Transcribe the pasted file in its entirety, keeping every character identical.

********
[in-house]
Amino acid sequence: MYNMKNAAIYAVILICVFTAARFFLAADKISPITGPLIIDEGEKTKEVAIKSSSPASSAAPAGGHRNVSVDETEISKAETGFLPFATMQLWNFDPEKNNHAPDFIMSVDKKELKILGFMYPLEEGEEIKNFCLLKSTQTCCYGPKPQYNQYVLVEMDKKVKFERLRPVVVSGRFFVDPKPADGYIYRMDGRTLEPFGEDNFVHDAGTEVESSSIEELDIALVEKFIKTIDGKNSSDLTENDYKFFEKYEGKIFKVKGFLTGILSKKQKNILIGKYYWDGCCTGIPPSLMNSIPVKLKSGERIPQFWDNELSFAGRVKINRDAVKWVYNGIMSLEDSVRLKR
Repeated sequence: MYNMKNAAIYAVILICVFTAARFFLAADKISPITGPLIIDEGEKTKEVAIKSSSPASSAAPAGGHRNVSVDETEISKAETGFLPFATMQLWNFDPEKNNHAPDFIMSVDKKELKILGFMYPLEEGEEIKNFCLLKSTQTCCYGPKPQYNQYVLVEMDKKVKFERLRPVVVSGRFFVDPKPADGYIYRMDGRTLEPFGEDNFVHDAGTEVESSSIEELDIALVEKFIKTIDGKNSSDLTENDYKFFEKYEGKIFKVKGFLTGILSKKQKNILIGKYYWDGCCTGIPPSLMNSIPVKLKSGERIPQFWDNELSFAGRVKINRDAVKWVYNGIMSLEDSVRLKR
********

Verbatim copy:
[in-house]
Amino acid sequence: MYNMKNAAIYAVILICVFTAARFFLAADKISPITGPLIIDEGEKTKEVAIKSSSPASSAAPAGGHRNVSVDETEISKAETGFLPFATMQLWNFDPEKNNHAPDFIMSVDKKELKILGFMYPLEEGEEIKNFCLLKSTQTCCYGPKPQYNQYVLVEMDKKVKFERLRPVVVSGRFFVDPKPADGYIYRMDGRTLEPFGEDNFVHDAGTEVESSSIEELDIALVEKFIKTIDGKNSSDLTENDYKFFEKYEGKIFKVKGFLTGILSKKQKNILIGKYYWDGCCTGIPPSLMNSIPVKLKSGERIPQFWDNELSFAGRVKINRDAVKWVYNGIMSLEDSVRLKR
Repeated sequence: MYNMKNAAIYAVILICVFTAARFFLAADKISPITGPLIIDEGEKTKEVAIKSSSPASSAAPAGGHRNVSVDETEISKAETGFLPFATMQLWNFDPEKNNHAPDFIMSVDKKELKILGFMYPLEEGEEIKNFCLLKSTQTCCYGPKPQYNQYVLVEMDKKVKFERLRPVVVSGRFFVDPKPADGYIYRMDGRTLEPFGEDNFVHDAGTEVESSSIEELDIALVEKFIKTIDGKNSSDLTENDYKFFEKYEGKIFKVKGFLTGILSKKQKNILIGKYYWDGCCTGIPPSLMNSIPVKLKSGERIPQFWDNELSFAGRVKINRDAVKWVYNGIMSLEDSVRLKR